May 5, 2024 | Policy Brief

Turkey’s Suspension of Trade With Israel Cuts off Its Nose to Spite Its Face

May 5, 2024 | Policy Brief

Turkey’s Suspension of Trade With Israel Cuts off Its Nose to Spite Its Face

On May 2, 2024, the Turkish Ministry of Trade ordered a total and immediate suspension of trade with Israel. Ankara’s punitive move may set a dangerous precedent for other states to follow.

The Turkish communique stated that Turkey would suspend all “exports and imports to and from Israel … until the Israeli government allows an uninterrupted and sufficient flow of humanitarian aid into Gaza.” Yet Ankara’s requests to send aid have been disguised efforts to undermine Israeli efforts in Gaza.

The full suspension of trade builds on a Turkish announcement, just four weeks prior, that Turkey would ban the export of 54 categories of products to Israel until Jerusalem declares a ceasefire in Gaza. Ankara said it enacted the ban after Israel rejected a request to allow Turkish aid airdrops over Gaza. For Israel, however, Turkey’s unwillingness — unlike Jordan — to allow U.S. Central Command’s coordination of assistance made Ankara’s participation a nonstarter. Erdogan then announced that Turkey would launch a flotilla to ship supplies directly to Hamas — a move that could have resulted in a direct altercation with the Israeli Navy. Following the trade suspension, Israeli Foreign Minister Israel Katz said Turkey’s decision broke existing “trade agreements by blocking ports for Israeli imports and exports.”

Overt Turkish support for Hamas should no longer be a surprise. Since Hamas’s October 7, 2023, terror attacks on Israel, Turkish President Recep Tayyip Erdogan has denied that the group’s members are terrorists and instead refers to them as “mujahedeen” (freedom fighters). Only days after Congress approved a $23 billion deal to sell F-16 fighter jets and avionics upgrades to Ankara, Erdogan declared that “Turkey is a country that stands firmly behind Hamas.” He subsequently hosted senior Hamas leader Ismail Haniyeh in Istanbul and offered to host the organization’s headquarters should Hamas desire to move from Qatar.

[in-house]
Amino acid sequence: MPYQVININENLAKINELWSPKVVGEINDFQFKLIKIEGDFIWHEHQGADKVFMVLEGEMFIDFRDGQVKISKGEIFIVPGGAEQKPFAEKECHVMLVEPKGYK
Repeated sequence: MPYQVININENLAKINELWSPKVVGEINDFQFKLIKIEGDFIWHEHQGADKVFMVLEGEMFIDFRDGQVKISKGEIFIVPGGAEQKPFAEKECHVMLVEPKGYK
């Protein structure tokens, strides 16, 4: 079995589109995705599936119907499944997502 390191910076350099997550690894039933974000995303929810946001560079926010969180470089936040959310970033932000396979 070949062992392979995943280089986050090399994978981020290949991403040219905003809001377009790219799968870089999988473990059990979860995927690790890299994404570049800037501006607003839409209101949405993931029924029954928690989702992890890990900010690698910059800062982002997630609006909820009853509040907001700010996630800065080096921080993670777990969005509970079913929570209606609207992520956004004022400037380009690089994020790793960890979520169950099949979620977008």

Erdogan may wish not only to become Hamas’s main champion but also to assume leadership of the rejectionist bloc of vocal anti-Israel states. It was in this context that, on May 1, 2024, Turkish Foreign Minister Hakan Fidan announced that Turkey would join South Africa’s genocide complaint against Israel in the International Court of Justice.

Congress must take concrete measures to deter Turkey and to prevent other states from following its lead by expanding a hypocritical boycott that gives sustenance to terrorists. Already, several U.S. congressmen have demanded the U.S. Department of State move to prevent further Turkish efforts to inflame the Gaza conflict. Following Ankara’s boycott announcement, U.S. lawmakers began to inquire about the possibility of imposing sanctions against Turkey, to enforce U.S. anti-boycott laws.

Neither the Biden administration nor Congress should be passive in the face of Turkey’s challenge to Middle Eastern peace and the liberal world order. Instead, leaders from both parties should employ various tools to dissuade Erdogan from fueling the fire. To that end:

Congress could recommend applying Global Magnitsky Act sanctions against Erdogan’s associates for systemic corruption.

The U.S. Department of the Treasury (Treasury) could target Turkish banks under anti-money laundering authorities previously applied to Turkey’s sanctions evasion on behalf of Iran.

The Treasury could also impose sanctions under the Countering America’s Adversaries Through Sanctions Act (CAATSA) if Turkey operationalizes the S-400 air defense system it purchased from Russia.

The U.S. Department of State could also stall cooperation on energy projects that Erdogan values.

Lastly, the Biden administration could delay delivery of the 70 F-16 fighters and modernization kits until Ankara changes its behavior.

    Sinan Ciddi is a non-resident senior fellow at the Foundation for Defense of Democracies (FDD). Tyler Stapleton is director of congressional relations at FDD Action. They both contribute to FDD’s Center on Economic and Financial Power (CEFP) and Center on Political and Military Power (CMPP). Follow them on X @SinanCiddi and @Ty_D_Stapleton. Follow FDD on X @FDD and @FDD_CEFP. FDD is a Washington, DC-based, nonpartisan research institute focused on national security and foreign policy. FDD Action is a non-profit, non-partisan 501(c)(4) organization related to FDD, established to advocate for effective policies to promote U.S. national security and defend free nations.

    Issues:

    Israel Turkey